• Peter (13:36–14:4) moves the discussion further: “Master, where are you going?” (13:36). This appearance of Peter permits the evangelist to present a bit of tradition shared, seemingly, by the whole church, that Jesus predicted Peter’s denial (13:37–38). Yet, though Peter would deny his Lord, he would also follow him in death (v. 36).

In the subsequent verses (14:1–4), the basic problems that control the rest of the chapter are touched upon. The disciples are troubled (v. 1, as also v. 27) — and so later will be John’s own community — because of Jesus’ departure. In response, Jesus insists on the necessity of faith, stating that he goes to prepare a place for them and will return to take them with him (v. 3). This sounds very much like a promise of Jesus’ future return as visible Lord of the world (the technical term for this is the parousia = coming). The early church awaited this with fervent hope (1 Thess 4:16–18). But John’s Gospel will now reinterpret such a futuristic approach. Jesus has not passed over a bridge that was subsequently blown up; there is a way to him, and they already know it (v. 4).

  • So Thomas (14:5–7) asks, “How can we know the way?” Jesus’ answer states that Christian hope is not in a method, not in a procedure, but in a person. Jesus himself is “the way and the truth and the life” (v. 6). Through and in Jesus, one comes to the Father, knows the Father, sees the Father.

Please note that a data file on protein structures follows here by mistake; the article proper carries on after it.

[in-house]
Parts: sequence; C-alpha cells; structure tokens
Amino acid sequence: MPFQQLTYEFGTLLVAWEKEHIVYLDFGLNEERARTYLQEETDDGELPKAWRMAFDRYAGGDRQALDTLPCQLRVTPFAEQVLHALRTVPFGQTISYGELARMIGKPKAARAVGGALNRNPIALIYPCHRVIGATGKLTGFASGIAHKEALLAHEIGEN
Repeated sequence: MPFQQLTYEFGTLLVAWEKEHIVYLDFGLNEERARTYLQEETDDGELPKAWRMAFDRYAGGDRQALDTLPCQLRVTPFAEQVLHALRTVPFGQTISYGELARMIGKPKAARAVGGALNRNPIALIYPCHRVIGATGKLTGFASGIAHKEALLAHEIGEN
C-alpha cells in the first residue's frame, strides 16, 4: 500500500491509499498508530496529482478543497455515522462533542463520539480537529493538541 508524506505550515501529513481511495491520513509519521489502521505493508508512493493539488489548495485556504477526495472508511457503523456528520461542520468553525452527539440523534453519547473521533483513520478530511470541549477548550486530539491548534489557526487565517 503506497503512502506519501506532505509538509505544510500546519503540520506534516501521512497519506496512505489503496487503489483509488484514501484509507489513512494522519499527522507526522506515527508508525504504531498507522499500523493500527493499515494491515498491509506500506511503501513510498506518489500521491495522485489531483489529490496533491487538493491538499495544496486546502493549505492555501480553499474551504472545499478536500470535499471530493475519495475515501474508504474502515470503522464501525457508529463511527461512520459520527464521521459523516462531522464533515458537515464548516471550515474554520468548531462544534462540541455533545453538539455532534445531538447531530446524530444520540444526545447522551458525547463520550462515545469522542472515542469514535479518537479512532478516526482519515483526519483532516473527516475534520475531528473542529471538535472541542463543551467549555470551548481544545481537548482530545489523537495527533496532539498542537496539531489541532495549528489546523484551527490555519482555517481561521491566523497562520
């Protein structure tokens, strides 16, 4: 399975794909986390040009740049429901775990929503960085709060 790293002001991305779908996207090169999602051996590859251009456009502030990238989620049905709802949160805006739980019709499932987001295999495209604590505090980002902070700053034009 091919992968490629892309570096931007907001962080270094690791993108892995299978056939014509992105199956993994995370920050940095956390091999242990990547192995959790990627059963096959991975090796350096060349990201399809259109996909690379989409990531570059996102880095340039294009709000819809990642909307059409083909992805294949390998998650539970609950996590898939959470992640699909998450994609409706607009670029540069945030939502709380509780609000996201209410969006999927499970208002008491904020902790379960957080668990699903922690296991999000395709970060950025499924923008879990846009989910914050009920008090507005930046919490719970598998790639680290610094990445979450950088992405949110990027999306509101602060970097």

• Philip (14:8–21) seizes on that final phrase to ask: “Master, show us the Father ….” (v. 8). One can hear the sigh of weariness, almost of failure, in Jesus’ voice: “Have I been with you for so long a time and you still do not know me, Philip? Whoever has seen me has seen the Father” (v. 9). And the discussion continues, pointing to the perfect union of Jesus with the Father: both his words and his works are the Father’s (vv. 10–11). With this, Jesus turns his attention to the disciples. They, too, will do the works that Jesus has done because he will respond according to their petitions, so that God will be manifested in the Son. The disciples’ love will bring from the Father another Paraclete, the Spirit of truth, to remain with them always (v. 16). In this sense, Jesus will come back; they will not be left orphans (v. 18).

At this point, the reader’s head should be spinning a bit. What is going on? What seemed to be a statement of Jesus’ future return to take his disciples to places prepared for them (14:3), a movement carrying believers into some future and unknown paradise, has subtly turned around like a boomerang targeting in on the place from which it was originally launched. Jesus goes, but he returns; and the dwelling places he prepares, which seemed to be located out there somewhere (v. 2), will be found, rather, within the believers themselves (vv. 20–21). In some way, this return is connected with another Paraclete (cf. 1 John 2:1, where Jesus is called the first one) who takes Jesus’ place as both advocate and revealer.